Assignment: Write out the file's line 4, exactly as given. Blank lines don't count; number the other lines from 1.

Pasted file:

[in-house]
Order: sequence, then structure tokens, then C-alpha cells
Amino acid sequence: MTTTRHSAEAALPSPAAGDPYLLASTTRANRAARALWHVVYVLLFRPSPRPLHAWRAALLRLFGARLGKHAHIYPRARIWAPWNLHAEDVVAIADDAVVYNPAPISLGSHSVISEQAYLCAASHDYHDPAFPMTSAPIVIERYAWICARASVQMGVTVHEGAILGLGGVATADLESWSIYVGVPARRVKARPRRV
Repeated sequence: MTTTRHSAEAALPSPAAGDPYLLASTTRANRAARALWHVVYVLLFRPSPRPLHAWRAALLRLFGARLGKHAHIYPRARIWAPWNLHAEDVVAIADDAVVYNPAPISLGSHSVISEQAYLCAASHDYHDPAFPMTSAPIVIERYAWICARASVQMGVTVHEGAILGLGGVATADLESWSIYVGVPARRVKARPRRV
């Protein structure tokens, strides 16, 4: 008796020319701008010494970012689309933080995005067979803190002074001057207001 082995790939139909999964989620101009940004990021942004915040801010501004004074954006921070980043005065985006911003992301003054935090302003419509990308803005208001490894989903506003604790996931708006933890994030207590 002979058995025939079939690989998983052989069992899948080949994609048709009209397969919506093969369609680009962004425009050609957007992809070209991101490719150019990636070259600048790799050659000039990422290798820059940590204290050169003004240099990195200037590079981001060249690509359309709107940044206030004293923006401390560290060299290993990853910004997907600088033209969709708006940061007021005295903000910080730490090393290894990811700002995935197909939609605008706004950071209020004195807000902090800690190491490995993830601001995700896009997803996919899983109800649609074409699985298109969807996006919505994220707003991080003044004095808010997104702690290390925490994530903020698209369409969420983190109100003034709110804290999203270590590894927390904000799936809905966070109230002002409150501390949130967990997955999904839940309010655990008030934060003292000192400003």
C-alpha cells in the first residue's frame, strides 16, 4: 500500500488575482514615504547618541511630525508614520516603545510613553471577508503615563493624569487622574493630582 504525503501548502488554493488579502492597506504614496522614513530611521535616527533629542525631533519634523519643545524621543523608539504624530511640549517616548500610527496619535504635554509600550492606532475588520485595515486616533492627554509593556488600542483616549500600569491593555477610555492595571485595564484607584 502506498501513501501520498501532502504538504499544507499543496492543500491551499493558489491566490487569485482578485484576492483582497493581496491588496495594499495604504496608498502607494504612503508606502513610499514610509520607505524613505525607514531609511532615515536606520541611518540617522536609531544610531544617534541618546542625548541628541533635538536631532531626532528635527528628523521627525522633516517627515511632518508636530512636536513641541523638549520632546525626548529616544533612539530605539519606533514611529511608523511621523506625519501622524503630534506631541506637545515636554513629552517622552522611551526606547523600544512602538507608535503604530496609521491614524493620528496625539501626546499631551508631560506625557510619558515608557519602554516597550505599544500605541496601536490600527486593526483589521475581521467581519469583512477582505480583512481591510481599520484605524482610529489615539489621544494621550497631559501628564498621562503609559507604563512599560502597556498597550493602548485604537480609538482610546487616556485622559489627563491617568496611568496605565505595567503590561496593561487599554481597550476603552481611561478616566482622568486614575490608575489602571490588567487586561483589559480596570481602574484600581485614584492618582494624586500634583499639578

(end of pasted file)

Repeated sequence: MTTTRHSAEAALPSPAAGDPYLLASTTRANRAARALWHVVYVLLFRPSPRPLHAWRAALLRLFGARLGKHAHIYPRARIWAPWNLHAEDVVAIADDAVVYNPAPISLGSHSVISEQAYLCAASHDYHDPAFPMTSAPIVIERYAWICARASVQMGVTVHEGAILGLGGVATADLESWSIYVGVPARRVKARPRRV